ATI draws on graphics expertise for integrated chips

ATI Technologies Inc. is expanding beyond its graphics business to go after the integrated chipset market.

At the German trade show CeBit, the Thornhill, Ont.-based company Wednesday said it will deliver five IGP (integrated graphics

processor) chipsets beginning in May. The chips will be available for Intel and AMD processors for both desktop and notebook machines.

Integrated chipsets are the combination of a discrete chipset with a graphics processor, and shared memory. For its IGP line of products, ATI will use its Radeon 7000 technology as a graphics core.

“”We are taking our discrete chipset and ATI technology to reduce the footprint,”” said Rajesh Shakkarwar, ATI’s director of marketing, based in Santa Clara, Calif. Integrated chipsets are also cheaper for OEMs to manufacture, he said, and their simplicity translates into reduced engineering and customer support costs.

Integrated chipsets are now in half of all PCs manufactured, according to Mercury Research analyst Dean McCarron, so it has become important for ATI to get involved in this market. “”Essentially their market got cut in half,”” he said. “”By getting into integrated chipsets, they’re really expanding the markets they can tap into. It makes a lot of sense for them to do this.””

ATI has been working on integrated chipsets for more than a year, Shakkarwar said. The company wanted to build up a sufficient portfolio of products to be competitive from the get-go. “”Colin Powell says, ‘Use disproportionate force to win a war.’ That’s what we’re doing,”” he said.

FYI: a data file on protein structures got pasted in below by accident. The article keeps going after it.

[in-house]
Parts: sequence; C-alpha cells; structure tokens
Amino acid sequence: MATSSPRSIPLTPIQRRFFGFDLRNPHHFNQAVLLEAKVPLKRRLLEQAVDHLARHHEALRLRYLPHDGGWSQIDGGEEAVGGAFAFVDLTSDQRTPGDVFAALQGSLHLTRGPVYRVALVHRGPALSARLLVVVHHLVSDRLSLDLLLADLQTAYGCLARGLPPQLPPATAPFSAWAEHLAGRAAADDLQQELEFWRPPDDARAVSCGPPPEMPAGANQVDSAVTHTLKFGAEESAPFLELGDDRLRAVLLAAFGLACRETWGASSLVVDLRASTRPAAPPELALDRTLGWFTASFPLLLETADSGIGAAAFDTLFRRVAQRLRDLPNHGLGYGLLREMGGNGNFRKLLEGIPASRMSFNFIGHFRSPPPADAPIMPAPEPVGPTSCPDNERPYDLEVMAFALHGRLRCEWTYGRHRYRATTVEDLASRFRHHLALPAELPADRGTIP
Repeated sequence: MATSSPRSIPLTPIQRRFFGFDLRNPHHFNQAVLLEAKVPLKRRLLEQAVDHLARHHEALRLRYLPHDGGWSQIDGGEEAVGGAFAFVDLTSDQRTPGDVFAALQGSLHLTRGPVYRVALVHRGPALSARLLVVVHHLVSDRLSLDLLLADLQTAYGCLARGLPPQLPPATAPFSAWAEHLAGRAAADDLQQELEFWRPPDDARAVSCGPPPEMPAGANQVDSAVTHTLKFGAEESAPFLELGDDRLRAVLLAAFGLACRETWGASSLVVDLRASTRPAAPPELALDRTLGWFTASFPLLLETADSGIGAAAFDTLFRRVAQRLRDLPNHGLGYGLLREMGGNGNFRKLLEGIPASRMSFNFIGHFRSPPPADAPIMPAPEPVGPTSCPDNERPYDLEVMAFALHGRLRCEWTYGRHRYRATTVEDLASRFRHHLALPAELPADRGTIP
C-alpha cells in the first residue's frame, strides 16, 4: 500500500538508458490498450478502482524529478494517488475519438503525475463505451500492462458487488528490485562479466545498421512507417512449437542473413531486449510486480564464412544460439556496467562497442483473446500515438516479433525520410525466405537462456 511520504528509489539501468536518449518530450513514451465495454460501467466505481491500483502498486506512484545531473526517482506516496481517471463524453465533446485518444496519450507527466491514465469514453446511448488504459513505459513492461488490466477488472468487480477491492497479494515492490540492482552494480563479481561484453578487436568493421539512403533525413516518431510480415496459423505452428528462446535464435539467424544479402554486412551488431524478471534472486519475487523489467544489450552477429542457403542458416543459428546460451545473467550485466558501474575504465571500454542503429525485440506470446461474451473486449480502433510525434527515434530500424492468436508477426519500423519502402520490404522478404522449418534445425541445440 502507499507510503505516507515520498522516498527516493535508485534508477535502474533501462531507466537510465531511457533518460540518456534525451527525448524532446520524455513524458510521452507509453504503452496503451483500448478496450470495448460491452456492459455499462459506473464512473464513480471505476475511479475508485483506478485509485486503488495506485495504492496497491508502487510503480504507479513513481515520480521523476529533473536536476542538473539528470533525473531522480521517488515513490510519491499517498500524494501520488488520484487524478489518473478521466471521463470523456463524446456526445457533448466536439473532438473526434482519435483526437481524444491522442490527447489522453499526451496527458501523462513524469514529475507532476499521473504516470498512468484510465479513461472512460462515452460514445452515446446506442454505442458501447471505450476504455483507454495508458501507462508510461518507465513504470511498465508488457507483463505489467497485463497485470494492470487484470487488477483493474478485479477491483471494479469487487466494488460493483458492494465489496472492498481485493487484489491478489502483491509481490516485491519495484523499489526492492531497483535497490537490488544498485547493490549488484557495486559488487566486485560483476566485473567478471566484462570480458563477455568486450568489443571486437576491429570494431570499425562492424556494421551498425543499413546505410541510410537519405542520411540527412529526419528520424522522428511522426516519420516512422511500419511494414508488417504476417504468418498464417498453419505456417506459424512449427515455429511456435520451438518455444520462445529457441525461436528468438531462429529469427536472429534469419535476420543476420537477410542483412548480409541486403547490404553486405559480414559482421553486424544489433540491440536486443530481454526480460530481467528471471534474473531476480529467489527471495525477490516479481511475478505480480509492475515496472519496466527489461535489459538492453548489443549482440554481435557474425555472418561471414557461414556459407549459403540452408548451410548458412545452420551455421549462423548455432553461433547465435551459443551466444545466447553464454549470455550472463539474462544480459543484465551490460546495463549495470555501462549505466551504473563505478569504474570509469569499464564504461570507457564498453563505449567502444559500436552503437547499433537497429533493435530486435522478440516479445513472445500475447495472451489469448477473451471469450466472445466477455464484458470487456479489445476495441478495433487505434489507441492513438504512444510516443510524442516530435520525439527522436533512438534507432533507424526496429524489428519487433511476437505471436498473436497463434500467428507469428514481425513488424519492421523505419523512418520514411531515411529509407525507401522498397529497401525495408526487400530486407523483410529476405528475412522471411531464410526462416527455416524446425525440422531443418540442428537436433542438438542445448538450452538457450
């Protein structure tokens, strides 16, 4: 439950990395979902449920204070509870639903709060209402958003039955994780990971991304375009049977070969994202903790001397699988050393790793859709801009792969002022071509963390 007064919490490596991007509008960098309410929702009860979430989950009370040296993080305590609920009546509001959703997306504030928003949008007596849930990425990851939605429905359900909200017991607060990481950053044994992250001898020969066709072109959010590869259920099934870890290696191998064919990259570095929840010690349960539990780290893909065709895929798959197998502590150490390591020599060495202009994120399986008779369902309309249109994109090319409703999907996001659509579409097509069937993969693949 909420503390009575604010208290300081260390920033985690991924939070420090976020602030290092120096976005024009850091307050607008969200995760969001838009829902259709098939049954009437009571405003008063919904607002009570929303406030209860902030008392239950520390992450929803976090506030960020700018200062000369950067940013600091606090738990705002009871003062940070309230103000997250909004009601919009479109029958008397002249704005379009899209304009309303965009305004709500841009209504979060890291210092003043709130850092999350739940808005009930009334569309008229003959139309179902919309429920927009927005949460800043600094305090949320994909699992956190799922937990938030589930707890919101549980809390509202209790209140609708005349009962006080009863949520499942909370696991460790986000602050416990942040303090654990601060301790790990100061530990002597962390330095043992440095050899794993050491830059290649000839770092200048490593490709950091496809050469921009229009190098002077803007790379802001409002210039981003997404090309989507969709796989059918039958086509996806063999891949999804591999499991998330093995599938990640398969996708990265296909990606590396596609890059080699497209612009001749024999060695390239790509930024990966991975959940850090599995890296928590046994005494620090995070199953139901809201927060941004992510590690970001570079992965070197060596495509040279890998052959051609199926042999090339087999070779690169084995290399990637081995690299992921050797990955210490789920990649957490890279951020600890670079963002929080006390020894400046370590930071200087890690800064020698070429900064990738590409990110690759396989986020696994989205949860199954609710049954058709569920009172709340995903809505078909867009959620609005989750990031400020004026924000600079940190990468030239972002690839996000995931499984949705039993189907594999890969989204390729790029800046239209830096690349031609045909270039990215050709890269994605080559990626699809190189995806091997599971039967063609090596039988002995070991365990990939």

The number of chips launched at once is quite unusual, said McCarron, who predicts ATI should experience some success in the market. “”ATI is going to be one of the few companies that will cover essentially every variant (Intel and AMD for desktops and notebooks). They’re in a small camp with respect to that.””

While later to the integrated game than chief rival NVidia, MicroDesign Resources analyst Peter Glaskowsky agreed that ATI can be competitive. However, the IGP line will not be a cash cow for the company. He stressed that ATI will have to invest a lot of time and money recruiting OEMs for its chips — so far the only OEM it has named is Fujitsu. Moreover, dedicated graphics chips will remain ATI’s biggest sellers.

Glaskowsky estimates that profit from ATI’s Radeon 8500 could be on the order of 10 times that of an integrated chipset. “”The best ATI can hope for is that they’re going to increase their gross revenue by 50 per cent or so and their net profit will increase to a much smaller extent,”” he said. “”This stuff is just inherently less profitable than the high-end graphics chips.””

Shakkarwar said ATI is going after consumer and commercial segments with its IGP products, but admitted they won’t be able to deliver the raw graphics power of a discrete chip. “”New chipsets cannot compete with Radeon 8500 as far as games are concerned,”” he said. “”A Radeon IGP will be able to play any game, but serious gamers will use a Radeon 8500.””

ATI’s IGPs will feature Hyper Z technology to ease memory bandwidth limitations and FlexFIT Universal Platform Architecture which, according to Shakkarwar, allows OEMs to design products for all market segments by standardizing on a common motherboard design.

The IGPs will also use USB 2.0 controllers rather than Firewire. “”I think it was really important for them to do that,”” said Glaskowsky. “”This keeps them from being a generation behind in that respect, and it gives them something they can use to sell the chipset.””

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